Finally, the third aspect is the professional guidelines and regulatory requirements that have been pushed to evolve more quickly to meet the needs of emerging technical capabilities and clinical demand. NGS in clinical diagnostics was a big part of driving PMI, or the Precision Medicine Initiative, and also FDA statements on the regulation of the development of LDTs. Professional guidelines around NGS assay development and utilization have been challenged with keeping pace with the rapidly expanding capabilities and projected uses.
These three areas, complexity, competition, and regulation, are the parts of the landscape I would say have changed the most dramatically.
You'll discuss key issues and opportunities for liquid biopsy sample prep during your presentation on June 23. Why do you want to highlight that particular process, and what's the main takeaway for your audience?
Primarily, it's so exciting how the increased capability of these detection systems, in other words, NGS platforms, have really been an incredible enabler of applications requiring the highest sensitivity. It's been really easy to focus on this sexy, cool technology and the detection, and lose sight of some of the fundamentals. In my mind, the primary and most critical component remains, regardless of the detection system, and that is you can't detect what you haven't sampled, or at least you really shouldn't be able to detect what you haven't sampled or there's big problem with your system. I really would like to highlight some of the commercially available options and also some of the gaps and maybe emerging opportunities for people to see where we could use new technology around sample prep. Whether it be in a high-throughput automated setting and being able to sample more specimen, or whether it be something where sampling from less specimen and still able to achieve the results we expect.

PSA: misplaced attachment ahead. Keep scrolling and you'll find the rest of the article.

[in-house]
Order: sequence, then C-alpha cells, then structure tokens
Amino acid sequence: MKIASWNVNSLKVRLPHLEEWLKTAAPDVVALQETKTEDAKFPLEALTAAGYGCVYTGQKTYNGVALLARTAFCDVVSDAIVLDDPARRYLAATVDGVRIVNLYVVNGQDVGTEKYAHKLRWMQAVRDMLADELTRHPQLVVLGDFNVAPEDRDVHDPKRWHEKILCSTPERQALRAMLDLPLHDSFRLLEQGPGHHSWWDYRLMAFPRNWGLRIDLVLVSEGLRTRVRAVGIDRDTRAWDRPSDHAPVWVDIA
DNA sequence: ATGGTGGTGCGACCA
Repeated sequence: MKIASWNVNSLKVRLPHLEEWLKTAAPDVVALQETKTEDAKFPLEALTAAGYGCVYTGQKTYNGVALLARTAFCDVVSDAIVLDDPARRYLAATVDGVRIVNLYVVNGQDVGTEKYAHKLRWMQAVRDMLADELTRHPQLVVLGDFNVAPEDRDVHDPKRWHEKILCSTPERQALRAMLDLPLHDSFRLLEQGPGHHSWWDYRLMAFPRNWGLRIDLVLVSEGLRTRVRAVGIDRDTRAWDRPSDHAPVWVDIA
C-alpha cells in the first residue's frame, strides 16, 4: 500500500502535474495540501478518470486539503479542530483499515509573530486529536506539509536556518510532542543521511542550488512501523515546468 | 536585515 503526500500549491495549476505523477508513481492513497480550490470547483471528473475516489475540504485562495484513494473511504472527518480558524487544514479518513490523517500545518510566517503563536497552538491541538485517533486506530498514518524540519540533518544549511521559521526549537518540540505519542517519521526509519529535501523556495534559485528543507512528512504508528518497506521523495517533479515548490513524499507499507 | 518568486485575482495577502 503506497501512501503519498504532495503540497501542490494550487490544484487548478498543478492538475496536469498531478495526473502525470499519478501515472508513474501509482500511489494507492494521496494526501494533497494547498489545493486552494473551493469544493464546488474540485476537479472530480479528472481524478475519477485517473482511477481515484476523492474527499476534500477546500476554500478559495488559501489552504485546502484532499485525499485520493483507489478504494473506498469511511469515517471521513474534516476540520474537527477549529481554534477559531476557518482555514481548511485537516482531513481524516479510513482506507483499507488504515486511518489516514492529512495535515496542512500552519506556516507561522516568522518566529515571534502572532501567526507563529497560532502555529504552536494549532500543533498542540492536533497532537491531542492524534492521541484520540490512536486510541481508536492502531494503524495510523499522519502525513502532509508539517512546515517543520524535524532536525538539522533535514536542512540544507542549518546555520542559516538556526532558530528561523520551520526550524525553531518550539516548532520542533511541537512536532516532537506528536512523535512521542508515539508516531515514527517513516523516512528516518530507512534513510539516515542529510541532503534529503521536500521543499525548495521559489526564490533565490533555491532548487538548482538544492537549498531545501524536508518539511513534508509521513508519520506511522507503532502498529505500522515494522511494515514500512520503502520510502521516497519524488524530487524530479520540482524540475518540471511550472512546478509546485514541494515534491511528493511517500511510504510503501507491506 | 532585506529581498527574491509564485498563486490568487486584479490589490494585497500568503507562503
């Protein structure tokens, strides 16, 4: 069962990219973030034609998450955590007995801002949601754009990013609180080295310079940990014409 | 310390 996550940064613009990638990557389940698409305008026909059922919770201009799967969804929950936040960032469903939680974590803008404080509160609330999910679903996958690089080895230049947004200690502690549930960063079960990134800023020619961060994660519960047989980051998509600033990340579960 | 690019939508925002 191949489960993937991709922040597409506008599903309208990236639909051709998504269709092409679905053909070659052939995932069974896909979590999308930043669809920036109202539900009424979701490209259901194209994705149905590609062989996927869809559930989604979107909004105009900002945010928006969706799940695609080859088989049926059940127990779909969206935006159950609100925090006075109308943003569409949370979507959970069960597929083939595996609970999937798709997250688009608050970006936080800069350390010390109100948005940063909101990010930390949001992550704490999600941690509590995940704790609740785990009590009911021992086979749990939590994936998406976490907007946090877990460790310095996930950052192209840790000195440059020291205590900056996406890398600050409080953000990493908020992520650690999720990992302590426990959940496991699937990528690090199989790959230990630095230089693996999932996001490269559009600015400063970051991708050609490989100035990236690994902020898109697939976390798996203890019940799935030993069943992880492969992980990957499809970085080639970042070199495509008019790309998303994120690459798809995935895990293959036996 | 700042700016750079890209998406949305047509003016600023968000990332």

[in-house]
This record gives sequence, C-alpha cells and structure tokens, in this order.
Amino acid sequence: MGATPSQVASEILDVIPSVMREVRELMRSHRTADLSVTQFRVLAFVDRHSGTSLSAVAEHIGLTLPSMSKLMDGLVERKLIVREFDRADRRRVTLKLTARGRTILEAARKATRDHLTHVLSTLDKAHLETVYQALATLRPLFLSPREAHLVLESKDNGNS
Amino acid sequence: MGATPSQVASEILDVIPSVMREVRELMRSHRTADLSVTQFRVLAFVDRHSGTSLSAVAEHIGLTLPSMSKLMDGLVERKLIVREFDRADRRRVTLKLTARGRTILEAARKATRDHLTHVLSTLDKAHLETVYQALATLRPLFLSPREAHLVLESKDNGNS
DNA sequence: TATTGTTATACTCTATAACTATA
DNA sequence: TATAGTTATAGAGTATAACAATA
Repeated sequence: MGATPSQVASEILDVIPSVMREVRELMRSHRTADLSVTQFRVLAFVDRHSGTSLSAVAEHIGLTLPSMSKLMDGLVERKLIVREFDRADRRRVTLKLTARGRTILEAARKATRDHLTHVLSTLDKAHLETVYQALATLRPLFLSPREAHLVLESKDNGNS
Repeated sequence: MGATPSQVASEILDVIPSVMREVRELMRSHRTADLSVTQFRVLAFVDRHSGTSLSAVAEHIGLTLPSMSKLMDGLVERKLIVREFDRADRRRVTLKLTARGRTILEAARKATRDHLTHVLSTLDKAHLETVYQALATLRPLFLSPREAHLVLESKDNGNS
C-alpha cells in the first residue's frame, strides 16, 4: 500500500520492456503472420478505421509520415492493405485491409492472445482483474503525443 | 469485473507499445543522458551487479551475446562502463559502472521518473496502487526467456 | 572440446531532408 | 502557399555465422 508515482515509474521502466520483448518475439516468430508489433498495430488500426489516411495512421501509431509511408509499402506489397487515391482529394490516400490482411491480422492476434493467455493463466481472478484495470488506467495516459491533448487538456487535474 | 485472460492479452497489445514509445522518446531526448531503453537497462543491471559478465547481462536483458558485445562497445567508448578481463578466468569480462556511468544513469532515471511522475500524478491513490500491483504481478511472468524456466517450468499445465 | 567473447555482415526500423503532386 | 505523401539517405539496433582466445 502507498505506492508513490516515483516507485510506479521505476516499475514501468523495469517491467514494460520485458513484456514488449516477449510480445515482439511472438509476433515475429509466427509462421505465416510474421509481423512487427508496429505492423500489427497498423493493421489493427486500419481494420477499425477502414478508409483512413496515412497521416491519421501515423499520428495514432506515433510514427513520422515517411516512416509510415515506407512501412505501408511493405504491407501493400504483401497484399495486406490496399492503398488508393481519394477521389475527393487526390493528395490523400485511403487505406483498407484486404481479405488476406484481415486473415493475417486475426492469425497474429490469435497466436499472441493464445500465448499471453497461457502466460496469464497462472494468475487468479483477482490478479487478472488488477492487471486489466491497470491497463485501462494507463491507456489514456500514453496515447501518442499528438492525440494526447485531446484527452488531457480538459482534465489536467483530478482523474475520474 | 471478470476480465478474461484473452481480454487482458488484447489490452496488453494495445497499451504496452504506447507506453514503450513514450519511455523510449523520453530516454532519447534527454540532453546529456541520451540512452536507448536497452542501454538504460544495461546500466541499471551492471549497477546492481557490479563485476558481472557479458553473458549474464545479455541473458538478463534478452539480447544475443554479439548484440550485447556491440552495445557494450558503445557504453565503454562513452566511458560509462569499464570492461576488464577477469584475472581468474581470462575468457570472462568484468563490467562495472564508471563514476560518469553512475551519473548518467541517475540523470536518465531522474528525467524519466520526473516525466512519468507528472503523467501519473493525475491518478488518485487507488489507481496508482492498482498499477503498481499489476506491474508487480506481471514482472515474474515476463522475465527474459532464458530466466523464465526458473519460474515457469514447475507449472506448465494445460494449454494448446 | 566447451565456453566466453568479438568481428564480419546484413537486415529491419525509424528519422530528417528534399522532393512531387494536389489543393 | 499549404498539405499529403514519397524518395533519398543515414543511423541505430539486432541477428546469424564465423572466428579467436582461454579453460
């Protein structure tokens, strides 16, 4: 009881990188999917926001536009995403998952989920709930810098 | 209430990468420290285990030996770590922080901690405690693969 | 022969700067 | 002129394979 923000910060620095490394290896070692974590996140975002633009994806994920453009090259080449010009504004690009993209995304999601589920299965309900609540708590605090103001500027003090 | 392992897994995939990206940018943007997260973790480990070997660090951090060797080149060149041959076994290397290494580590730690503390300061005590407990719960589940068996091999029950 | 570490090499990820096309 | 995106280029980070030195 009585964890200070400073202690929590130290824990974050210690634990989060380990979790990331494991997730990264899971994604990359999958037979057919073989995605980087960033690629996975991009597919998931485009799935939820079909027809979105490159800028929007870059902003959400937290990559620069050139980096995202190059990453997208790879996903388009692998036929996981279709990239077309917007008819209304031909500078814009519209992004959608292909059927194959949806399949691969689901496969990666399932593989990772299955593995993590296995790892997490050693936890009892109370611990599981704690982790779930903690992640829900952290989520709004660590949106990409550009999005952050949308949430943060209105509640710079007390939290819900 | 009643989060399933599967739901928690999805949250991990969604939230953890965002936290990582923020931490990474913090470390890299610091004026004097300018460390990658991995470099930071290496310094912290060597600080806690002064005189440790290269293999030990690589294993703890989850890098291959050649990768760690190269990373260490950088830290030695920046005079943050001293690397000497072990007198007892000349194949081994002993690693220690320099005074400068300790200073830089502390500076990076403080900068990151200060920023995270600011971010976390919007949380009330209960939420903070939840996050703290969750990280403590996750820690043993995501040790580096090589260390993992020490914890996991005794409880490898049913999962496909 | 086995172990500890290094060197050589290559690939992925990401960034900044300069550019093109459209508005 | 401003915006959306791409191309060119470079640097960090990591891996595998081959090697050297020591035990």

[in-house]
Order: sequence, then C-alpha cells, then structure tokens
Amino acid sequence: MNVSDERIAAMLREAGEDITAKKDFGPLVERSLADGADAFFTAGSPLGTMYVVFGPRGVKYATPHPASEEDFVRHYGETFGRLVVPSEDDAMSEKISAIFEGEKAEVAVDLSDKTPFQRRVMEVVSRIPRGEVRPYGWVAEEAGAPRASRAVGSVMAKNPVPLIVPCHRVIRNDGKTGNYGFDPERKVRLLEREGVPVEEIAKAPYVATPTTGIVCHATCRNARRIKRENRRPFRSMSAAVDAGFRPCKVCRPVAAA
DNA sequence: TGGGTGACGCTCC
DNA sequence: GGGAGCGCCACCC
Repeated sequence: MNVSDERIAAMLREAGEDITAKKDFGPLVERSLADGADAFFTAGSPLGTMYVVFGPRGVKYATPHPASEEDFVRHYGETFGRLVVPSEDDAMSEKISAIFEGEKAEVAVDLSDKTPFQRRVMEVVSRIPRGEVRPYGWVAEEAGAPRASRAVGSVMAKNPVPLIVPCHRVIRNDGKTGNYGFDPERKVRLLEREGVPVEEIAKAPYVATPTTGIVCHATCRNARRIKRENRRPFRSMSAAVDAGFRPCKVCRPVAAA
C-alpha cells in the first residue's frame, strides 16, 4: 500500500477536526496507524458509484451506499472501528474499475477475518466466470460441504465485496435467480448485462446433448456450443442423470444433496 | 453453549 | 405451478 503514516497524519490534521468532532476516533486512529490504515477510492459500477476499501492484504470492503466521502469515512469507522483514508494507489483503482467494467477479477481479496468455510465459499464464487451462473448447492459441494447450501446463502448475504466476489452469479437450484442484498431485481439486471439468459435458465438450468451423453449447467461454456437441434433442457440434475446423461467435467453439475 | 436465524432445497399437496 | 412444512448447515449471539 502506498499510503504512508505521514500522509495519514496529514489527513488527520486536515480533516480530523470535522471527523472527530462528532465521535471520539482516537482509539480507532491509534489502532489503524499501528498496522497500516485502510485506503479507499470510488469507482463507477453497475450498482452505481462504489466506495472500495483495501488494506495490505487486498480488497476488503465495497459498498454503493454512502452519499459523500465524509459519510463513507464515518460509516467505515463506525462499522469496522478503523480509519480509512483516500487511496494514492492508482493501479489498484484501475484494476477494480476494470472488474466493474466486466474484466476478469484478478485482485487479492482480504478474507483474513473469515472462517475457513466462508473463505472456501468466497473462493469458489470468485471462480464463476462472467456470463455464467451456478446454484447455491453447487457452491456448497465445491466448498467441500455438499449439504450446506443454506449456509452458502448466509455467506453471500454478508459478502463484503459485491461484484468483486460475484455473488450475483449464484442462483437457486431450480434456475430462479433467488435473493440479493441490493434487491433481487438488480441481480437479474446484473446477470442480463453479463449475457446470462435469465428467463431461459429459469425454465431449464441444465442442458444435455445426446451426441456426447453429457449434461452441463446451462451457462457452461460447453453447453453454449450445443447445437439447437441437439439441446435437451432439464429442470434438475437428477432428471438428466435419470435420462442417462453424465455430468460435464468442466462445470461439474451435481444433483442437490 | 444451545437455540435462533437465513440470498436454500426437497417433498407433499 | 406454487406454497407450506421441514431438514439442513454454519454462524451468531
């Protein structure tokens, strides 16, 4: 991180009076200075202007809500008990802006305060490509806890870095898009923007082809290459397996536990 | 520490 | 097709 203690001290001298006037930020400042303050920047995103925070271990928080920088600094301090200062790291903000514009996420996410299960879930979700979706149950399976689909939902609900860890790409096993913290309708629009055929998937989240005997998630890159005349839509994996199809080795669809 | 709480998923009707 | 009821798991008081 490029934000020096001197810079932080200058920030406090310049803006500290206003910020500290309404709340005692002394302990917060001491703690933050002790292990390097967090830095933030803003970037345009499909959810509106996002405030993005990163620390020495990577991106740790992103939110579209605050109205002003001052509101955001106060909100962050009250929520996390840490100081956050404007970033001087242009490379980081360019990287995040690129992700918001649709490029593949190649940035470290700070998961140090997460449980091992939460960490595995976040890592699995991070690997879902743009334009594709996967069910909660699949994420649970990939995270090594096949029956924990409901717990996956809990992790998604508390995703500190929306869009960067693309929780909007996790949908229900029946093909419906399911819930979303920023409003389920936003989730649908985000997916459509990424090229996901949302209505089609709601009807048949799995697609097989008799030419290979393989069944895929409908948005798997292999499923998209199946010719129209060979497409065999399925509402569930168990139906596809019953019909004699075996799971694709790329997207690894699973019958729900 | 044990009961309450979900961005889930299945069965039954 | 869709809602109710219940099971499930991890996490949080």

Looking even further into the future, what refinements in process and technology must still be made in the next decade before liquid biopsies can be used more regularly for broader routine applications?
Again, it goes back to sampling. Being able to sample the target, detect the target reliably in the specimen that's being tested; hopefully being able to do that in a way that's minimally invasive with regard to the patient; being able to produce those results in a timely manner, in an accurate manner; and having those results be clinically useful and valuable is going to be key. I think there's a lot of opportunities around sampling and sample prep in dealing with what the clinical validity and what that result actually means within a clinical context. It'll be really exciting to see the emerging clinical studies that come from this sensitive NGS technology using the appropriate sample prep methodologies.
Well, thank you, Jamie. There are so many more insights you can share here, but we're out of time. We'll look forward to learning more from you later at the conference.
Great. Thank you. I look forward to it.